The Murder Capital
Molly Keane

Watching The Murder Capital is a turbulent experience, even for the most familiar of fans. The set is furious, trenchant, visceral, and tender all at the same time as extremes of emotion are given free expression. This was not a typical Wednesday at SWX, Bristol.

The Dublin quintet usher in chaos at breakneck speed, entering the stage like cornered dogs. Ominous bass notes pound through the chest before frontman Jack McGovern fiercely enters the fray. The Dublin outfit tear into ‘More is Less’ and ‘For Everything’ without delay, provoking delirium amongst the mass.

The pace is relentless and astonishing as frontman McGovern traipses tensely in no direction, sporadically fluttering his arms like an injured bird, fixing his eyes with vehement intensity upon the ecstatic mob before him. Put simply, McGovern’s presence is mesmerising, but there’s more than one place to look. His bandmates share equally exquisite and utterly captivating individual stage personalities.

But there’s so much more to The Murder Capital than fury, noisy guitars and hot-blooded audiences. The band exercise control and restraint. ‘Slowdance I’ and ‘Slowdance II’ are beautifully married into one masterpiece as McGovern exits the stage, leaving the band to slowly build to a vivid crescendo as they demonstrate their instrumental prowess.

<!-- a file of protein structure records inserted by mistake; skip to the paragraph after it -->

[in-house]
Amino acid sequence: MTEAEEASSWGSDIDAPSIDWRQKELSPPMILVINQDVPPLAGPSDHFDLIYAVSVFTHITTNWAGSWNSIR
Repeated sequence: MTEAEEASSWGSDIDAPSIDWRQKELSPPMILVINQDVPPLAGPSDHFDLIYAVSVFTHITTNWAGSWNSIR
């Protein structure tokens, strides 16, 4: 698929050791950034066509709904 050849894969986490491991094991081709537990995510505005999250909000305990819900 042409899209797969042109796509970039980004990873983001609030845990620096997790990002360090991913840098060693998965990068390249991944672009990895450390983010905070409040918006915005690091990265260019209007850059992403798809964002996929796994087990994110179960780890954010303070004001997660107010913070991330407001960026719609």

The Dublin quintet share a meaningful embrace before turning to the audience, encouraging them to “hold your friends close” as they commence a delicate and stirring performance of ‘On Twisted Ground’ that takes the breath from the crowd as they stand in total silence. The emotion of the performance captures the room, every feeling articulated to the awe-struck devotees as if the emotions were their own, McGovern seemingly breaking down as the song reached its culmination. Que deafening applause.

Before the mob get the chance to digest the artistry that preceded, the Dublin boys launch into ‘Green & Blue’, ‘Love, Love, Love’ and ‘Don’t Cling To Life’.  Hysteria resumes as mosh pits form and electrifying strobes batter the corneas of the rabble as they feed off the intensity of the band.

As the night reaches its climax with ‘Feeling Fades’, McGovern orders the crowd to crouch alongside his band, before unleashing a crowning virulent chorus as the room leap up in unison. As security snatch the relentless frontman from the furious grasp of the mass after a final crowd-surf, the band embrace for the last time to ear-splitting applause, and exit.

Masters of light and shade, the Dublin outfit lead the audience through different worlds, commanding the emotions of their audience with frightening ease. The breadth of emotions The Murder Capital can inspire is truly unique, playing critically acclaimed debut album ‘When I Have Fears’ almost in its entirety, holding your hand as they guide you through their narrative.

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